Huhne quits as MP after guilty plea

Huhne quits as MP after guilty plea

Former energy secretary Chris Huhne and his partner Carina Trimingham arrive at Southwark Crown Court

Former energy secretary Chris Huhne speaks to the media outside Southwark Crown Court in central London

Vicky Pryce leaves Southwark Crown Court in central London

First published in National News © by

Chris Huhne dramatically announced he was stepping down from Parliament after pleading guilty to perverting the course of justice.

The former energy secretary was due to stand trial alongside ex-wife Vicky Pryce on charges that he made her take speeding points on his behalf.

But he dramatically changed his plea as the case was about to open at London's Southwark Crown Court.

Making a statement outside court afterwards, the Liberal Democrat said: "Having taken responsibility for something that happened 10 years ago, the only proper course of action for me is to resign my Eastleigh seat in Parliament, which I will do shortly."

Prime Minister David Cameron's official spokesman declined to comment on the former minister's resignation, saying only: "It is a matter for Mr Huhne." Lib Dem leader Nick Clegg is understood to be "shocked and saddened" at the development, and is expected to make a statement soon.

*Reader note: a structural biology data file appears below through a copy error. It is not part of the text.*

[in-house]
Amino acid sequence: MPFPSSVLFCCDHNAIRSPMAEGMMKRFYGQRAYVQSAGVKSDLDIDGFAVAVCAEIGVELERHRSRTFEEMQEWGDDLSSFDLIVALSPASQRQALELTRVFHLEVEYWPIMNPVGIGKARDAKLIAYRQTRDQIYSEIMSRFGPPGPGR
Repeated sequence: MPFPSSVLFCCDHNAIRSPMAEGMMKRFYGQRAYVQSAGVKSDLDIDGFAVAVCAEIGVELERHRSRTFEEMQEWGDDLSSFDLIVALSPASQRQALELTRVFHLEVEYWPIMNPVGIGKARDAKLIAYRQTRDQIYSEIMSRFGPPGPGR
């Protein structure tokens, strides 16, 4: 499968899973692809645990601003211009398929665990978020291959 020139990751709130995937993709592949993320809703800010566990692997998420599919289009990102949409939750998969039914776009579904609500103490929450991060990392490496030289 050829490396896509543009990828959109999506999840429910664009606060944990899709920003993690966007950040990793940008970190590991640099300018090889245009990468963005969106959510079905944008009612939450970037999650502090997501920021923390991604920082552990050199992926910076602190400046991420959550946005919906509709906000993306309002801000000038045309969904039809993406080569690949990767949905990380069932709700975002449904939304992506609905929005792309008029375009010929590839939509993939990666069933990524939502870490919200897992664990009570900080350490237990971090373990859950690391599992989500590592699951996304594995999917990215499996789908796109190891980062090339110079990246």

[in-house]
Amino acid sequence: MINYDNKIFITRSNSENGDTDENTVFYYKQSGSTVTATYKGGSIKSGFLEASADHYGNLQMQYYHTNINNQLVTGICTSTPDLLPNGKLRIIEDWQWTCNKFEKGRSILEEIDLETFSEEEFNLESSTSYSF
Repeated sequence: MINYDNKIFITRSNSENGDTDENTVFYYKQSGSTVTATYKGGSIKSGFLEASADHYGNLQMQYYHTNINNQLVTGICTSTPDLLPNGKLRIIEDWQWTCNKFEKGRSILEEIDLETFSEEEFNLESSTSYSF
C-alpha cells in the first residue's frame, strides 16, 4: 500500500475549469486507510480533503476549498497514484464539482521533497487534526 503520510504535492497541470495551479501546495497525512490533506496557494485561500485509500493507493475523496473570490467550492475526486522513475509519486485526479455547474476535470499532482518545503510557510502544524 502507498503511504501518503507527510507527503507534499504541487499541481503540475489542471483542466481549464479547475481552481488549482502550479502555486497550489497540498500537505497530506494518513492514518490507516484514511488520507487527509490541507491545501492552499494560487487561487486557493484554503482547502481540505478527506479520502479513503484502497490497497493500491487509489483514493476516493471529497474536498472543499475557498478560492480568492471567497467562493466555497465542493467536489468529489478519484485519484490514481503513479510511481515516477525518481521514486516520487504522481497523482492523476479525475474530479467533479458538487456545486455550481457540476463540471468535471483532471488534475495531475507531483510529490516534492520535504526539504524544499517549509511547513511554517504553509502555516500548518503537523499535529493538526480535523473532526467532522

Huhne's departure from the Commons is the latest humiliation in a tumultuous fall from grace that began when allegations over the speeding penalty surfaced early in 2011. He was only narrowly beaten by Mr Clegg for the party leadership in 2007 and was still regarded by many as the Deputy Prime Minister's natural successor.

The 58-year-old strongly denied the claims when he was charged by prosecutors last February and repeated the denials in court as recently as last week. But when asked again, he clearly stated: "Guilty."

PR adviser Carina Trimingham was in the public gallery to watch as Huhne made the admission. The emergence of their relationship in September 2010 ended his marriage to 60-year-old Pryce, and the speeding allegations leaked out soon afterwards.

Perverting the course of justice carries a maximum sentence of life - but the average is around 10 months. Under Commons rules, MPs are only forced to step down if they receive custodial terms of more than 12 months, but realistically Huhne's departure was regarded as inevitable.

Pryce's case was adjourned until 10am on Tuesday at Southwark, when a trial is expected to start. She was granted unconditional bail.


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